The town square in Memphis, Texas by photographer Dorothea Lange June 1937

The town square in Memphis, Texas by photographer Dorothea Lange June 1937

 

The town square in Memphis, Texas by photographer Dorothea Lange June 19372

Boom period

Memphis thus enjoyed a boom period. Two saloons, a bank, numerous stores, blacksmith shops, and livery stables attested to its role as a shipping and trading center for area ranchers and farmers. The Missionary Baptist Church was organized in Memphis; its minister Rev. J. L. Pyle began Baptist congregations throughout the county. Telephone service was first installed in 1901. In June 1906 the town was incorporated with a mayor-council form of city government.

Since the Great Depression era Memphis has continued as a farm supply center.   Below are some pictures of citizens in 1937 when photographer Dorothea Lange visited.

Woman on relief. Memphis, Texas by photographer Dorothea Lange June 1937

Woman on relief. Memphis, Texas by photographer Dorothea Lange June 1937

Part of a family on relief. Memphis, Texas by photographer Dorothea Lange June 1937Part of a family on relief. Memphis, Texas by photographer Dorothea Lange June 1937

Tractor driver on cotton farm near Memphis, Texas by Photographer Dorothea Lange June 1937Tractor driver on cotton farm near Memphis, Texas by Photographer Dorothea Lange June 1937

 The tractor driver gets a dollar a day, this house to live in, and a cow to milk for working ten to eleven and a half hours daily. Three miles from Memphis, Texas.The tractor driver (#16949) gets a dollar a day, this house to live in, and a cow to milk for working ten to eleven and a half hours daily. Three miles from Memphis, Texas by dorothea lange June 1937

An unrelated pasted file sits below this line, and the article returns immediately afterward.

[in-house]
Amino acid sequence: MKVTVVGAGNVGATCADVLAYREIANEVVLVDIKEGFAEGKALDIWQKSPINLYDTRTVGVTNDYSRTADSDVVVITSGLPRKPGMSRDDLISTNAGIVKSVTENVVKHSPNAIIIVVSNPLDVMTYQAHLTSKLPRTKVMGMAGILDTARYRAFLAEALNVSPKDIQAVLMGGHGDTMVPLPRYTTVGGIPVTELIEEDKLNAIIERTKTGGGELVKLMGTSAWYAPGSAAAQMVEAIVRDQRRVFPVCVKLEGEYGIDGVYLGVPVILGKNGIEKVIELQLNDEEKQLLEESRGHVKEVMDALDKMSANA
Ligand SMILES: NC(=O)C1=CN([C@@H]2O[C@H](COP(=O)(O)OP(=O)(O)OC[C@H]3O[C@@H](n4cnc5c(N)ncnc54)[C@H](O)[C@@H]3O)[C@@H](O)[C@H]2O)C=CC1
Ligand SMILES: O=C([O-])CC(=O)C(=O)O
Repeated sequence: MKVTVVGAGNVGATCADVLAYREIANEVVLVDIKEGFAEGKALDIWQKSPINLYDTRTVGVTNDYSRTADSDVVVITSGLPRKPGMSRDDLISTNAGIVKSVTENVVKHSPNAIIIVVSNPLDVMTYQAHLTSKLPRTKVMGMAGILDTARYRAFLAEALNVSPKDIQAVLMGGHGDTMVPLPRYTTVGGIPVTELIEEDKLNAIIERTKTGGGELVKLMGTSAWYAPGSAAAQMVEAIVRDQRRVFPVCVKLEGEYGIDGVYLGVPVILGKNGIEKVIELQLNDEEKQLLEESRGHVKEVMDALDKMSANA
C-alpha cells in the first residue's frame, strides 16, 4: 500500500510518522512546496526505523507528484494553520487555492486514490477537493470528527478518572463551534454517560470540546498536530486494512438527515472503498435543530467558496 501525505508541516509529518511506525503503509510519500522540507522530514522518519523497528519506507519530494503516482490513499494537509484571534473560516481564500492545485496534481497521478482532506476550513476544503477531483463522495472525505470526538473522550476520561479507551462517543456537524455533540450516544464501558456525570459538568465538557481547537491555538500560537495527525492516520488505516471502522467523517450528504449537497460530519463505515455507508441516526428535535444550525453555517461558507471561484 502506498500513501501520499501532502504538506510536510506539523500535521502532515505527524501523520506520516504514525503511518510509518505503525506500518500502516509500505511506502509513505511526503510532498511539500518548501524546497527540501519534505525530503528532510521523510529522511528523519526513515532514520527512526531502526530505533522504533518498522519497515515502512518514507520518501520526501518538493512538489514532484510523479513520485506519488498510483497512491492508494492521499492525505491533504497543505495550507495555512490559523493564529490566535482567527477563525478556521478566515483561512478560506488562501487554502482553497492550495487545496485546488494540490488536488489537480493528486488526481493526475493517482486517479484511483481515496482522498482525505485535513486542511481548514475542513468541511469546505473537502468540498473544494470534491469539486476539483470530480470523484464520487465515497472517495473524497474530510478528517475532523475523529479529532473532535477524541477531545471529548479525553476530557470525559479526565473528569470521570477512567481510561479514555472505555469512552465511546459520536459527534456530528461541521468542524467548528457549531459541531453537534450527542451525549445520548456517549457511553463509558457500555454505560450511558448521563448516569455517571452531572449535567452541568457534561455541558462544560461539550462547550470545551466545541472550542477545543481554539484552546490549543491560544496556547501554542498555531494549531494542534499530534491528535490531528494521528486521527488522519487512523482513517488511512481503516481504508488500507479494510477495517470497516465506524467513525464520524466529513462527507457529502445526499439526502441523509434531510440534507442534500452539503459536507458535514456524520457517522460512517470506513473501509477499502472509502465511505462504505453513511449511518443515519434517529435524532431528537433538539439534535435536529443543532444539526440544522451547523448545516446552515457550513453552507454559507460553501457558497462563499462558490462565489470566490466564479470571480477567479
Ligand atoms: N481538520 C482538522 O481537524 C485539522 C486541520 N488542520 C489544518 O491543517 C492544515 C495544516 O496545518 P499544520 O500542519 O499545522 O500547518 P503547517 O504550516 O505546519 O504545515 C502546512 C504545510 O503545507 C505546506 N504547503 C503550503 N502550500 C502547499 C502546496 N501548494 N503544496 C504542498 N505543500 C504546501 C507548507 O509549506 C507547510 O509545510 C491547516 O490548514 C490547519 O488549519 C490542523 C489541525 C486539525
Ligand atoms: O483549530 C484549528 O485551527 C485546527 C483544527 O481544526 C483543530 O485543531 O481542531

On the steps of the bank in the public square. Memphis, Texas by photographer Dorothea Lange June 1937On the steps of the bank in the public square. Memphis, Texas by photographer Dorothea Lange June 1937

On the steps of the bank in the town square. Memphis, Texas by Dorothea Lange June 1937

On the steps of the bank in the town square. Memphis, Texas by Dorothea Lange June 1937

 Farm owner near Memphis, Texas. He says, “I’d rather have renters than tractors on my place. I oppose the tractors. It puts too many off the land. I went to my limit, more than most, and kept my renters until this year. But I got seven hundred behind on my taxes, so I need all I can get” by photographer Dorothea Lange June 1937Farm owner near Memphis, Texas. He says, I'd rather have renters than tractors on my place. I oppose the tractors. It puts too many off the

Below are some families who walked toward Memphis, Texas to escape the Great flood of 1937.  These people, with all their belongings, were bound for the lower Rio Grande Valley, where they hope to pick cotton. They came from Arkansas. The pictures were taken in June 1937. Can you imagine how hot it was with no trees around for shade?

Photographed by Dorothea Lange June 1937Flood refugee family near Memphis, Texas by photographer Dorothea Lange June 1937